Add the Power of “ST” to your news writing

If you can apply an adjective to your announcement that ends in the letters “s-t”, you stand a better chance of success. Those adjectives are very powerful when trying to gain the attention of the news media.

Let me explain. Is your organization the first to market with a product? Is it the first to offer a new service? Do you work at a hospital that is the first to offer a new type of surgical procedure?

Has your high tech company invented the smallest microprocessor ever? The fastest? The media, the public and history love stories that involve a word that ends with the letters s-t.

I’m pretty sure you know who the first person was to fly solo across the Atlantic Ocean. It was Charles Lindberg. I challenge you to name who the second person was.

One of the most famous men in the world is Neil Armstrong. Why? Because he was the first person to walk on the moon. Most folks don’t know who the second was.

One of my personal claims to fame is that, as a volunteer working at the opening night event, I shot the first basket in the Rose Garden Arena in Portland, Ore. (home of the NBA Portland Trail Blazers). I even made the tv news that night!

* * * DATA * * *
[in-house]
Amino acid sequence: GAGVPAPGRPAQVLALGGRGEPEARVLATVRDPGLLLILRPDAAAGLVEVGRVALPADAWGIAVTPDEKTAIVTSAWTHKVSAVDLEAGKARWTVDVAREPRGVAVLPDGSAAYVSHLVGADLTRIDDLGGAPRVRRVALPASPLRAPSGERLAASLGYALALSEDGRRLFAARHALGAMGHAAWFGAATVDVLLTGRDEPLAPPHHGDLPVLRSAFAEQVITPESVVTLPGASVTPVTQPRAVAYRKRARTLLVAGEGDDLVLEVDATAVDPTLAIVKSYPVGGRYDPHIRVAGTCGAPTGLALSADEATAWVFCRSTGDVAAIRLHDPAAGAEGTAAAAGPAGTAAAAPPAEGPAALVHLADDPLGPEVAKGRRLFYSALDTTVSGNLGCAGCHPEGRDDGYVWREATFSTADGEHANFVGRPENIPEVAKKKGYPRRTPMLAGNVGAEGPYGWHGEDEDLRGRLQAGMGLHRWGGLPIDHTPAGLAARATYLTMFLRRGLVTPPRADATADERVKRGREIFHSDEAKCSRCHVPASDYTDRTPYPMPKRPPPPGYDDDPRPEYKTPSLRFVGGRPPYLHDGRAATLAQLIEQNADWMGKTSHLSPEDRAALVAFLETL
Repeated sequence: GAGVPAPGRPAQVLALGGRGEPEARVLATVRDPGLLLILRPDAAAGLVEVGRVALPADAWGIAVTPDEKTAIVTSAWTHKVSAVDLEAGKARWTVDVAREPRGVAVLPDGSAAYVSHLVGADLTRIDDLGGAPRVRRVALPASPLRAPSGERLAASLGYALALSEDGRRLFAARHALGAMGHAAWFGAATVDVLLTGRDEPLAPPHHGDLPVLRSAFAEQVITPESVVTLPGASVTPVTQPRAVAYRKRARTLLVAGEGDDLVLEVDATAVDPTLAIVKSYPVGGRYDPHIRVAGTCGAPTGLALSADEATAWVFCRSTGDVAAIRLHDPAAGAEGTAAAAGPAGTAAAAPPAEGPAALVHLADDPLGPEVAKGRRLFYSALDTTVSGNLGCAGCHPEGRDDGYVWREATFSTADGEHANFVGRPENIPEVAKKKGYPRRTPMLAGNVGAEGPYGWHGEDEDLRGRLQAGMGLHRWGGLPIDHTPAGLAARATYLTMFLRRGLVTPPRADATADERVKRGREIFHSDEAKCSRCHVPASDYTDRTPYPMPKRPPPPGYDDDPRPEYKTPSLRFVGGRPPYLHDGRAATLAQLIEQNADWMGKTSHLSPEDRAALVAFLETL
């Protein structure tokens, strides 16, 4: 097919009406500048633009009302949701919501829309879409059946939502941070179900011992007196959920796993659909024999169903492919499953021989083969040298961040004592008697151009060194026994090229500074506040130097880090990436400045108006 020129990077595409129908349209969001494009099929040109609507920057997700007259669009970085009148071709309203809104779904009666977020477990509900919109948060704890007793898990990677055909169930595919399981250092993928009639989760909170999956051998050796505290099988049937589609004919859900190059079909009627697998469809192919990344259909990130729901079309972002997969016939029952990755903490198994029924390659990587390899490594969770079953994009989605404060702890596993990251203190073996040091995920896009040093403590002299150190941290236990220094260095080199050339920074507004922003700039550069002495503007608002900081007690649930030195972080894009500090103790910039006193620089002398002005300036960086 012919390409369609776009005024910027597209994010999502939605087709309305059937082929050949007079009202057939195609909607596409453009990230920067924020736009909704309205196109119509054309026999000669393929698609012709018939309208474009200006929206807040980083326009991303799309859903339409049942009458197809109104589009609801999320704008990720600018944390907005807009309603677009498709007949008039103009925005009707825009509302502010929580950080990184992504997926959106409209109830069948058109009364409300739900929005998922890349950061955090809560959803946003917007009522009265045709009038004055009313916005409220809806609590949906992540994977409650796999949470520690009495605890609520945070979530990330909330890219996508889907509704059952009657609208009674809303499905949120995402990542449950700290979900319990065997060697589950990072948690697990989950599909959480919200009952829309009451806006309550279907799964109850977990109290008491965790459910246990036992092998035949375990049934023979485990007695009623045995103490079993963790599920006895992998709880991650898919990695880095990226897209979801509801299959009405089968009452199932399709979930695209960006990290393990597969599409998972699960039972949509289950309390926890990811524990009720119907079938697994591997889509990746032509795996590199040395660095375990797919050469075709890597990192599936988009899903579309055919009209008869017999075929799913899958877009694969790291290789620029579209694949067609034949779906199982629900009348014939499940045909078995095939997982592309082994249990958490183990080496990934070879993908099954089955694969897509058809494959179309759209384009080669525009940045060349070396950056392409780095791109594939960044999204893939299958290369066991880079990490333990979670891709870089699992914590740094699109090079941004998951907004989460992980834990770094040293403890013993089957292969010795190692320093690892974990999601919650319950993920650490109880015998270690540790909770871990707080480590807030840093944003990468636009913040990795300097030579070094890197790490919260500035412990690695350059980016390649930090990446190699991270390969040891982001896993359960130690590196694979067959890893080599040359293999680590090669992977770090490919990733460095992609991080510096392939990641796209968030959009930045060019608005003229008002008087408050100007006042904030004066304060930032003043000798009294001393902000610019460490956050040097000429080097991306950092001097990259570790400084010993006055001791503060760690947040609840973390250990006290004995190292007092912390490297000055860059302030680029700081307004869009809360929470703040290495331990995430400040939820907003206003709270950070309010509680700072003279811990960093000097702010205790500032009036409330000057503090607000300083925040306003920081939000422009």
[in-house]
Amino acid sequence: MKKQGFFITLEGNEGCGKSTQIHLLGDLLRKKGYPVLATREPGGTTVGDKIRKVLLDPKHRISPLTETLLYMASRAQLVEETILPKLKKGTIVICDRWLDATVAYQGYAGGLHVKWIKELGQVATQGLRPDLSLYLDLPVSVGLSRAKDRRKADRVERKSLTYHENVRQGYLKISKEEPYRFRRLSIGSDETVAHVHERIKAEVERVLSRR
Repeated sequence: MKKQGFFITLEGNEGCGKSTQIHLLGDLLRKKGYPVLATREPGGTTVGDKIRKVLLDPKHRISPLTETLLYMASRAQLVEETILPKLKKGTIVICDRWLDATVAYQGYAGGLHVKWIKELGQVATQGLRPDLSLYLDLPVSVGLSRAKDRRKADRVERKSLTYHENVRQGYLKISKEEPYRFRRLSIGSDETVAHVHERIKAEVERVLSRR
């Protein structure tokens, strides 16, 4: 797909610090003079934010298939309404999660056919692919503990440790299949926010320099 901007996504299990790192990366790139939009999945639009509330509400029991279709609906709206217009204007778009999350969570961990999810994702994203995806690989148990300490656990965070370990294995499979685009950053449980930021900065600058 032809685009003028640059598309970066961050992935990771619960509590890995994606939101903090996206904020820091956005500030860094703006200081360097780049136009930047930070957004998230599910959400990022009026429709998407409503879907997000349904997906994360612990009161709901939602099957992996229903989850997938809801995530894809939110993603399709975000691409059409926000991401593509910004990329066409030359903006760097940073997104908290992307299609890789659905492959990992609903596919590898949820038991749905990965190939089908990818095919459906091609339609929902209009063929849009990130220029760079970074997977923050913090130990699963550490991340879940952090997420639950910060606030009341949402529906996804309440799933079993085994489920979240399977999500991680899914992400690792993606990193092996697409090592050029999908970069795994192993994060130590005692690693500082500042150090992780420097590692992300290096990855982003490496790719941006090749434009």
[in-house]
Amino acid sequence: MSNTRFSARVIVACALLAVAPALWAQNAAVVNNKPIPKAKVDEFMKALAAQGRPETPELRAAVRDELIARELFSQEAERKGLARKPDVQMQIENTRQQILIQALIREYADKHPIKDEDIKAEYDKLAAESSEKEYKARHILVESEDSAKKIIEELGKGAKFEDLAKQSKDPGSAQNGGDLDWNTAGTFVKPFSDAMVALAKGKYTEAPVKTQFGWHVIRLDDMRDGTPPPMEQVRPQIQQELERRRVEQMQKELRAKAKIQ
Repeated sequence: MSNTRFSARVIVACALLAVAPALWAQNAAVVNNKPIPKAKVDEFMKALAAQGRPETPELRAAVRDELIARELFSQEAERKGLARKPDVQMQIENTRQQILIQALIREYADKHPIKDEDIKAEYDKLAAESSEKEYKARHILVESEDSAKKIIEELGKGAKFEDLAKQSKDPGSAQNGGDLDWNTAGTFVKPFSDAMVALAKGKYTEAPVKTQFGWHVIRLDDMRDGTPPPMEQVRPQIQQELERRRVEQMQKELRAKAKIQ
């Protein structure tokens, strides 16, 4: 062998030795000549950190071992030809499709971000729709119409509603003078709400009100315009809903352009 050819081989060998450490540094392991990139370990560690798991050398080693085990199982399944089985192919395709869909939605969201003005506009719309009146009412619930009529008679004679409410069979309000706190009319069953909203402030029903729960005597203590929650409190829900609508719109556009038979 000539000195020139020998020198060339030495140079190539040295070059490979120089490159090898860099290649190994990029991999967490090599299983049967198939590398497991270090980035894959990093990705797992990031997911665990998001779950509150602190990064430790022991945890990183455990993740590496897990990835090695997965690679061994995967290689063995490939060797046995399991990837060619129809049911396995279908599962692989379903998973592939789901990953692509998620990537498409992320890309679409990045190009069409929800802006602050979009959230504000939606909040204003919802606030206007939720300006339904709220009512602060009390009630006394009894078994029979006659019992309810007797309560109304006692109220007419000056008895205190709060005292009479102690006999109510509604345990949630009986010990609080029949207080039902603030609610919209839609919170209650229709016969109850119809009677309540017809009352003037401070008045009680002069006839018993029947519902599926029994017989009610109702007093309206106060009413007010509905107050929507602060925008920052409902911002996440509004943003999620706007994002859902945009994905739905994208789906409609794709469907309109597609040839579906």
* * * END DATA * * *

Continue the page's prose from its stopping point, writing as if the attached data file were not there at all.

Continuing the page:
The other day I noticed that my local paper, The Oregonian, did a large story on the Loaves and Fishes Centers organization in town. The focus of the story was the new compostable bamboo trays the group is now using to deliver food to homebound seniors through its great Meals on Wheels Program.

The fact that Loaves and Fishes Centers switched its trays was not that newsworthy. But The Oregonian chose to publish a fairly good size story, complete with photo, because this “is the first Meals-On-Wheels operation in the country to adopt the daily use of compostable bamboo trays for its meals.”

Another example is if your story has the words “oldest” or “youngest” in it. For instance, on May 3, 2011, Derrick Rose was named the NBA’s Most Valuable Player.

Rose’s team, the Chicago Bulls, gave the story an extra boost by using the power of ST. This is the lead sentence of the story that was posted on Yahoo Sports: “Derrick Rose was named the NBA Most Valuable Player on Tuesday, becoming at 22 the youngest player to receive the coveted award.”

Sometimes it’s not even a matter of who’s first. What counts the most is who publicizes their achievement first.

Is your news announcement about something that is the “smallest”, the “largest”, the “fastest,” the “last”? If so, make sure you include that fact in your news release and put the power of ST to work for you.

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